Two Studies Strengthen Links between the Zika Virus and Serious Birth Defects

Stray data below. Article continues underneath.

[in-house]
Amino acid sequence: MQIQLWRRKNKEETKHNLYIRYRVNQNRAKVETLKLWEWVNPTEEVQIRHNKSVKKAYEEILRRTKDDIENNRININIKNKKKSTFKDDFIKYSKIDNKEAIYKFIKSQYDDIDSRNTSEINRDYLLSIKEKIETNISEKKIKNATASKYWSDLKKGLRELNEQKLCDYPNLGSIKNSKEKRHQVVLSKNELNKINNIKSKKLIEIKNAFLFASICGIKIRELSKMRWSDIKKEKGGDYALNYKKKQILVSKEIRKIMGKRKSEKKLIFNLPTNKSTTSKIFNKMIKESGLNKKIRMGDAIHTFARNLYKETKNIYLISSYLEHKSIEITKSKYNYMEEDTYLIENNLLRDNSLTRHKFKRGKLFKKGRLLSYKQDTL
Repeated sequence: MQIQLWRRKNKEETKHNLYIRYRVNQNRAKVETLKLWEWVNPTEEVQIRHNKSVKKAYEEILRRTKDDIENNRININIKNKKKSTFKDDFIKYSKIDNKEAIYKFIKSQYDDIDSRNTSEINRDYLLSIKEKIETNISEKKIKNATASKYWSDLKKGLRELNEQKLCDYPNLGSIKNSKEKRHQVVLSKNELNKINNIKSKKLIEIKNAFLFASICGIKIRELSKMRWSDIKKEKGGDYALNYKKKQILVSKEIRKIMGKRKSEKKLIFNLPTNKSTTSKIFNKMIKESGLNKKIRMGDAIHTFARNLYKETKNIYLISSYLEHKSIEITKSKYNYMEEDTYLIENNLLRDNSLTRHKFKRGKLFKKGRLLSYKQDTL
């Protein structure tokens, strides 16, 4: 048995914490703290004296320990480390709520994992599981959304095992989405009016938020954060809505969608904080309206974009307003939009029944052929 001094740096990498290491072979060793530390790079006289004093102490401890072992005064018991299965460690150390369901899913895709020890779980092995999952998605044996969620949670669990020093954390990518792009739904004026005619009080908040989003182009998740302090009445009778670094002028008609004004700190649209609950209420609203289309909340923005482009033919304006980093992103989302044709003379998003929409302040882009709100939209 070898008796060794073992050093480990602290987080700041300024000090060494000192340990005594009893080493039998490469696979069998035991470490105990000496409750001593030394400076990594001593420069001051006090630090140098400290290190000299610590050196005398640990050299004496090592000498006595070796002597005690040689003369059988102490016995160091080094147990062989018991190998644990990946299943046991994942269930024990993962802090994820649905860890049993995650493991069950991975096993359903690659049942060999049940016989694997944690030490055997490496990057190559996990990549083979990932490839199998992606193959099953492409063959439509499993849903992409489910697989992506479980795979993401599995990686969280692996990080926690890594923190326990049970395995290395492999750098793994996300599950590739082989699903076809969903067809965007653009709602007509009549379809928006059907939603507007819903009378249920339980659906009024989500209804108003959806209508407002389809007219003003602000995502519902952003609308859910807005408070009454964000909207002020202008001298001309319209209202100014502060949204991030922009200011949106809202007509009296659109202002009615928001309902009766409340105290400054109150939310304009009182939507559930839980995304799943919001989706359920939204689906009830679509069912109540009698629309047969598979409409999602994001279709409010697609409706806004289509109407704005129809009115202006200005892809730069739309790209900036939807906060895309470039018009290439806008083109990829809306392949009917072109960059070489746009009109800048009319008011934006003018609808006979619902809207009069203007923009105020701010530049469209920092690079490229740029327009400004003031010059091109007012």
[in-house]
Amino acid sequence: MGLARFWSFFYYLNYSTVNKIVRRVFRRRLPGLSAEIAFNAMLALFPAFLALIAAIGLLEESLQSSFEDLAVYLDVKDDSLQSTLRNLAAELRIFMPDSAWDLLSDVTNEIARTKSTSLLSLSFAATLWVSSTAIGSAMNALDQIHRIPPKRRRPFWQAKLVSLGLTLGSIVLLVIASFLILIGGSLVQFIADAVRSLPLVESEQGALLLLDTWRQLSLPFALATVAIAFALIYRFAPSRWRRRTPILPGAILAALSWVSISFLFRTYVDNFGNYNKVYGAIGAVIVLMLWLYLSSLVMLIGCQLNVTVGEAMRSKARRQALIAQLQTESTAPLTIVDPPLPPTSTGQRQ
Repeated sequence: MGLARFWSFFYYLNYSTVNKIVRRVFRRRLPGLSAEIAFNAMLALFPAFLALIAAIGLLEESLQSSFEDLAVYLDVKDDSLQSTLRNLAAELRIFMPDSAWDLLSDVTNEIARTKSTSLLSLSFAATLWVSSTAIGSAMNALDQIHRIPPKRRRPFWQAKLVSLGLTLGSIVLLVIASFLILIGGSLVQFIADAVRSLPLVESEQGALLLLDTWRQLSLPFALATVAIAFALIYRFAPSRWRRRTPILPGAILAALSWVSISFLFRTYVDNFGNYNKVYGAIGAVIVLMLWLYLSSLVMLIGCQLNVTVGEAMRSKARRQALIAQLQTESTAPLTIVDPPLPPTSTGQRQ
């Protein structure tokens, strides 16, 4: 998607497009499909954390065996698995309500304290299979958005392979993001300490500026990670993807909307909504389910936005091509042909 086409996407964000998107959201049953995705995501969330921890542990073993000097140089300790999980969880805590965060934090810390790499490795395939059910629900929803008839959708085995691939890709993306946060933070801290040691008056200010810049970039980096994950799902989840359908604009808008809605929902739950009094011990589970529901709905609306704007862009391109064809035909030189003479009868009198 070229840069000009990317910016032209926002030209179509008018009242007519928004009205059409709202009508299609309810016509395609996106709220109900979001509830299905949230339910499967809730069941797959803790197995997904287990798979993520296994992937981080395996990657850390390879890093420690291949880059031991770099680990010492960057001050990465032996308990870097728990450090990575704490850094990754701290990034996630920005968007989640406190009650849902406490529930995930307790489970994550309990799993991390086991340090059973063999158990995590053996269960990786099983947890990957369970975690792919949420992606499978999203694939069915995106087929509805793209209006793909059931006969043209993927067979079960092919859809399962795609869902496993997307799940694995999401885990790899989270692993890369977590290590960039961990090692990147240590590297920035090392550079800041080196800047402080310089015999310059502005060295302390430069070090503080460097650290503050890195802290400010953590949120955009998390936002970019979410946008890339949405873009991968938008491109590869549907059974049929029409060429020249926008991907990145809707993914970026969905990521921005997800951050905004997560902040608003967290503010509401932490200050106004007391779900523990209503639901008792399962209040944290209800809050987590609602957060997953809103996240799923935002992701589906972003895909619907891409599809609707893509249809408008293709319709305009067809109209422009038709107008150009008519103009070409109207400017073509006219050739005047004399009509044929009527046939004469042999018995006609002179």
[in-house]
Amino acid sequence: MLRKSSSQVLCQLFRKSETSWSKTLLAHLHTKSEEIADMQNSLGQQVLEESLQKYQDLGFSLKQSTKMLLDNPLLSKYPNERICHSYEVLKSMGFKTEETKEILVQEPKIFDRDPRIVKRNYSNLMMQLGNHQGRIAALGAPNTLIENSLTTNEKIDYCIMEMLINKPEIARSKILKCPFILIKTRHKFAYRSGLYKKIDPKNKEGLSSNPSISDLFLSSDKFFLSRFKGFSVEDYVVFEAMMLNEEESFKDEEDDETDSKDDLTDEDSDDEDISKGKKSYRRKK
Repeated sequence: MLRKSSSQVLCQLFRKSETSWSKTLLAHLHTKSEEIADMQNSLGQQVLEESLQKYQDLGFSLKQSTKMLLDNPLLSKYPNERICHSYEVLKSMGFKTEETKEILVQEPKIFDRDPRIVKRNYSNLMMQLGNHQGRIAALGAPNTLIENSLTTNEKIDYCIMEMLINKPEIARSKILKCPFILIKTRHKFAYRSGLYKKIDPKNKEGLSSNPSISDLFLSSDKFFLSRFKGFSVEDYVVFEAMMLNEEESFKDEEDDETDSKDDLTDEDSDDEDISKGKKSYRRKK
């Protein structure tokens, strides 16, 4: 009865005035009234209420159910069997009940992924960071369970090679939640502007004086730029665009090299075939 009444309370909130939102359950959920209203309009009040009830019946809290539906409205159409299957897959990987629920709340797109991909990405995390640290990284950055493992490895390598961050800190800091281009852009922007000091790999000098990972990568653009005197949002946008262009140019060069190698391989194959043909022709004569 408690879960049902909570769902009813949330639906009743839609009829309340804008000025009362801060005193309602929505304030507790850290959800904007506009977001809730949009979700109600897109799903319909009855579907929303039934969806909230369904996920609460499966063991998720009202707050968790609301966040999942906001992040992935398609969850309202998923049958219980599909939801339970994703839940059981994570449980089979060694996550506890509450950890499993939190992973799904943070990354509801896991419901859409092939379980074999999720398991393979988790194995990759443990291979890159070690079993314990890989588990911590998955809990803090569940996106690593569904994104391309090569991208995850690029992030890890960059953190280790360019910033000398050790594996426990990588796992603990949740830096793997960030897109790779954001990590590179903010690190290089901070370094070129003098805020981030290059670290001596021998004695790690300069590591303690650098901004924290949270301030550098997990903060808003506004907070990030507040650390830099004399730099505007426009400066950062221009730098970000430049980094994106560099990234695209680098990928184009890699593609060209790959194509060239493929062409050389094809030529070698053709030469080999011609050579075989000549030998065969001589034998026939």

The Zika virus damages many fetuses carried by infected and symptomatic mothers, regardless of when in pregnancy the infection occurs, according to a small but frightening study released on Friday by Brazilian and American researchers. In a separate report published on Friday, other scientists suggested a mechanism for the damage, showing in laboratory experiments that the virus targets and destroys fetal cells that eventually form the brain's cortex. The reports are far from conclusive, but the studies help shed light on a mysterious epidemic that has swept across more than two dozen countries in the Western Hemisphere, alarming citizens and unnerving public health officials. In the first study, published in The New England Journal of Medicine, researchers found that 29 percent of women who had ultrasound examinations after testing positive for infection with the Zika virus had fetuses that suffered "grave outcomes." They included fetal death, tiny heads, shrunken placentas and nerve damage that suggested blindness. "This is going to have a chilling effect," said Dr. Anthony S. Fauci, the director of the National Institute of Allergy and Infectious Diseases. "Now there's almost no doubt that Zika is the cause." The small size of the study, which looked at 88 women at one clinic in Rio de Janeiro, was a limitation, Dr. Fauci added. From such a small sample, it is impossible to be certain how often fetal damage may occur in a much larger population. Still, the high percentage of fetuses damaged is "very concerning," he said. "There will be other studies that I believe will corroborate this." Two fetuses died even though the mothers were infected relatively late in pregnancy, at 25 and 32 weeks - and even after earlier ultrasounds had shown the fetuses to be normal. "We were just blown away by that," said Dr. Karin Nielsen-Saines of the David Geffen Medical School at the University of California, Los Angeles, and one of the lead authors. "We weren't expecting to find problems in all trimesters." Other fetuses whose mothers were infected late in pregnancy suffered brain calcifications or abnormally slow growth. Doctors in Brazil had previously said that the worst damage appeared in fetuses whose mothers were infected in the first trimester. Zika has been likened to rubella because both cause mild symptoms in adults but maim or kill fetuses, and the new report's authors compared their findings to the devastating American rubella outbreak of 1964. Back then, almost 80 percent of American women had survived childhood infections with rubella and were immune. Nonetheless, that outbreak, the last before a vaccine was invented, killed at least 2,100 children and caused 20,000 others to be born with disabilities, including severe intellectual disabilities, blindness and deafness. Virtually no women in the Western Hemisphere are now immune to Zika, so many more children could be affected, the authors said. The disease is not expected to have the same consequences in the United States because it is spread primarily by mosquitoes that thrive in tropical regions, but there is mounting evidence that it is also spread by sex. Other scientists echoed Dr. Fauci's assessment that the new research strongly indicated that the Zika virus, and nothing else, is behind Brazil's wave of fetal brain damage. "It does not close the deal, but it's a huge step forward," said Dr. Ernesto T. A. Marques, who studies Zika in Brazil and at the University of Pittsburgh Medical School but was not involved in the new research. The World Health Organization is awaiting results from a similar but much larger study involving 5,000 women, mostly from Colombia. They are not expected until May or June, when large numbers of the babies will come to term. The Brazilian study, which is still in progress, followed 88 pregnant women who visited a fever clinic at the Oswaldo Cruz Foundation hospital in Rio de Janeiro, one of Brazil's leading research hospitals, between September and February. Every woman with a rash, the most characteristic symptom of infection, was tested for the Zika virus, and 72 were positive. The tests looked for the virus itself; they work only if done early in an infection, but are considered more accurate than later tests for antibodies. Forty-two of the infected women agreed to have a series of ultrasound scans, as did all 16 uninfected women. Of the remaining 30 infected women, two miscarried and 28 declined the scans, the study's authors said. "Some women who said no said the campus where the ultrasounds were done was too far away," Dr. Nielsen-Saines said. "But we think it was also not wanting to know. There's a tendency to be fatalistic, to say, 'God willing, everything will be fine,' or 'I'll deal with it when the baby is born.' " The bleakness of the results was startling. Of the 42 infected women receiving regular ultrasounds, a dozen had babies who died in utero or suffered serious birth defects. Only eight of the babies carried by the 42 women have been born so far, but the ultrasound scans for them turned out to be accurate. None of 16 uninfected women had problems in their scans. The new study does not answer an important question: whether Zika infections so mild that they produce no symptoms in the mother can damage a fetus. Doctors say four out of five Zika victims have no symptoms. When they do, the most common are rash, joint pain, red eyes and headaches. Still, although it was small, "this kind of study is the gold standard," Dr. Fauci said. In the second study, published in the journal Cell Stem Cell, researchers at Johns Hopkins and elsewhere cultured several types of cells present in early fetal development, including so-called cortical neural progenitor cells, which form the cortex, the outer brain layer responsible for many higher functions. Sign Up for the Science Times Newsletter Every week, we'll bring you stories that capture the wonders of the human body, nature and the cosmos. Three days after they infected all the cells with the Zika virus, 90 percent of the progenitor cells were damaged: They were unable to divide normally and often died. By comparison, the other two types of fetal cells were much less affected. "The cell types responsible for forming the cortex are the target of the Zika virus," said Hongjun Song, a neurologist at Johns Hopkins University School of Medicine and a senior author of the study. Some experts cautioned that, because the experiment was conducted with laboratory-grown cells, the results might not apply to humans. "It might be that the results wouldn't be the same in a living system of actual cortical stem cells," said Dr. Catherine Y. Spong, acting director of the National Institute of Child Health and Human Development. Cultured cells may be more susceptible to infections, she added. Sara Cherry, a microbiologist at the University of Pennsylvania, called the study "really important" but noted that the cells were infected with a Zika strain "quite distinct" from the one now infecting people in Latin America. Dr. William B. Dobyns, a pediatric neurologist at Seattle Children's Research Institute, called the work "highly significant." If the cells that should form the brain cortex grow too slowly, he said, "you get a small brain, but on top of that there's cell death, which means whatever the size the brain is, it will shrink." That reduction may lead to a conspicuous space between the skull and brain. "This paper fits like a glove what I'm seeing," said Dr. Dobyns, who has reviewed brain scans from Brazil. Those scans have shown gaps between severely shrunken brains and the inner skull, unusually smooth brain surfaces and other anomalies. Dr. Guo-li Ming, a Johns Hopkins neurologist and a senior author of the study, said the scientists' experimental model could be used to test drugs that could prevent brain damage in fetuses.